What is garnishment?
Garnishment is the process by which a third party seizes assets in order to resolve a debt that is unpaid. In the banking context, this means that a third party seizes money in a bank account to claim unpaid amounts owed by a debtor. For example, the IRS can typically garnish money without first obtaining a court order. Other creditors, however, generally must first obtain a court order showing that a particular debtor owes money and that their wages should be garnished. A typical situation involving garnishment is when a creditor is going after unpaid child support or back taxes.
Garnishing an account vs. Freezing an account
Garnishing an account is distinct from freezing an account. When an account is garnished, a certain amount of money is seized by a creditor. In turn, the amount seized is used to pay off an overdue or outstanding debt.
Freezing an account, on the other hand, is also known as “levying” an account. If an account is levied, a bank prevents the account holder from withdrawing any money in the account. The government, for example, has the power to freeze or levy an account without a court hearing.
What are garnishment laws in Delaware?
The state of Delaware has banned garnishment of bank accounts. 12 Del. C. § 3502(b) states, in relevant part, that: “Banks, trust companies, savings institutions and loan associations, except only as to a wage attachment against the wages of an employee of the bank, trust company, savings institution or loan association, shall not be subject to the operations of the attachment laws of this State.” Therefore, creditors in Delaware face more difficulty in enforcing their claims against debtors. Due to these obstacles, creditors are less likely to prevail in their actions, leading to more protection and asset preservation for individuals and their accounts.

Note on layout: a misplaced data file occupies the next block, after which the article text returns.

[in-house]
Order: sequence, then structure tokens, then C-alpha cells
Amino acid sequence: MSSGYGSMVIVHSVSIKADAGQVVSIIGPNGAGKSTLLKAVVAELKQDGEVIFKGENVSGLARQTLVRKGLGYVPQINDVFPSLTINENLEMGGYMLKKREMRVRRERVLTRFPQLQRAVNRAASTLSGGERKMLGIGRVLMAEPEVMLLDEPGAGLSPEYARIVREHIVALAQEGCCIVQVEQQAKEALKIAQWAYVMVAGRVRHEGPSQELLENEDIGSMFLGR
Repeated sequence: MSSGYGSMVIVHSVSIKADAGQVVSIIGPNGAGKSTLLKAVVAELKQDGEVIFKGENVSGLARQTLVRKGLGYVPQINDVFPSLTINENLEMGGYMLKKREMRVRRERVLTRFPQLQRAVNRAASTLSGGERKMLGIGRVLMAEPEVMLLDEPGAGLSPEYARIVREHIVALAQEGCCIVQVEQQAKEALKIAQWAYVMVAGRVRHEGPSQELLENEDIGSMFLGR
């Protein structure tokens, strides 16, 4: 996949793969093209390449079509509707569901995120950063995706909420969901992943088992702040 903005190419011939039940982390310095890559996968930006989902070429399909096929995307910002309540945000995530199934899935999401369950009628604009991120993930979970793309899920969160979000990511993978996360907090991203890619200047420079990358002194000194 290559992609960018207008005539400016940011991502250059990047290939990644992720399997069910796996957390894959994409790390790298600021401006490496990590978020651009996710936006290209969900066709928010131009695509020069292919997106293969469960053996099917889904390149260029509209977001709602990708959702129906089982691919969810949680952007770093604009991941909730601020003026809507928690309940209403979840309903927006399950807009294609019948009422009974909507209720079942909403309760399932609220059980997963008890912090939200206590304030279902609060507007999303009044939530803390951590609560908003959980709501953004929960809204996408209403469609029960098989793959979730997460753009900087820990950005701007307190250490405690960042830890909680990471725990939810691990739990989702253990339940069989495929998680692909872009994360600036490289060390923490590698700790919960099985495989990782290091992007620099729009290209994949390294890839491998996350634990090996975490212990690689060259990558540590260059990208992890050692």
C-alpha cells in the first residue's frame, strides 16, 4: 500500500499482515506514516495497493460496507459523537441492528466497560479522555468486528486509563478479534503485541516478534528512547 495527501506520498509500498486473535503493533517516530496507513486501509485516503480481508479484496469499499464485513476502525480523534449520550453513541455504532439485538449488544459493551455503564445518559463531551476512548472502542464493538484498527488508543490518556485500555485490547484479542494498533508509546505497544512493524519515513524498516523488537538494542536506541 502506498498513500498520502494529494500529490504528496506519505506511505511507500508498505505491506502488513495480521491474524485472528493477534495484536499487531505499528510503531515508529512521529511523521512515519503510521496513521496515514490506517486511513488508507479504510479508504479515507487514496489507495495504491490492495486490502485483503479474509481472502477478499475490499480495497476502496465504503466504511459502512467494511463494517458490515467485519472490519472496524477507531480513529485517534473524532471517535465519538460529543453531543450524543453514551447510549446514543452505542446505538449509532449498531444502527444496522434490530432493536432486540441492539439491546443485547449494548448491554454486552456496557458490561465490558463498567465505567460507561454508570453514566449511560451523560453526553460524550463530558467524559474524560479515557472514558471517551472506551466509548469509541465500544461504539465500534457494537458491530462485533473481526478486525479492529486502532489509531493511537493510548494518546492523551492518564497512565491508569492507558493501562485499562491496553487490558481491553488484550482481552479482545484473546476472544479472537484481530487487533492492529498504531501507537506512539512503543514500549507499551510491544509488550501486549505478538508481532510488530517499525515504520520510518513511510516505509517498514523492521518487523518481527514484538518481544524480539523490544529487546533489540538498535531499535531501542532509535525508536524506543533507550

Outside of bank accounts, creditors in Delaware cannot garnish more than 15% of an individual’s disposable income. This is a more debtor-friendly standard than the federal guidelines, which give creditors access to up to 25% of an individual’s disposable income.
Does garnishment apply to nonresidents of Delaware?
If a non-resident of Delaware has money in a Delaware bank account, a conflict of laws analysis comes into play. This means that whatever state has the “most significant relationship” to the account and the parties will prevail, and that state’s particular garnishment laws will apply.
Is the bank garnishment protection in Delaware absolute?
While Delaware law protects banks from garnishment, the contents of an individual’s bank account are not entirely protected from creditors. For instance, creditors still have the ability to obtain and issue a subpoena in order to gain information about a certain debtor’s bank deposits. In other words, while the funds themselves are protected from garnishment, information surrounding bank transactions are not entirely private.
Due to the potential areas for confusion and/or conflict of laws, it is recommended to speak with an attorney or expert before creating or transferring any entities such as a trust or bank account, especially in a state that may not be familiar to you.
Do large Delaware based banks, such as Bank of America, give people that open their accounts in other states the same Delaware protections? Would one need to chose a smaller Delaware based bank that only operates in Delaware to get the protections? Do the protections apply to both individual and business bank accounts?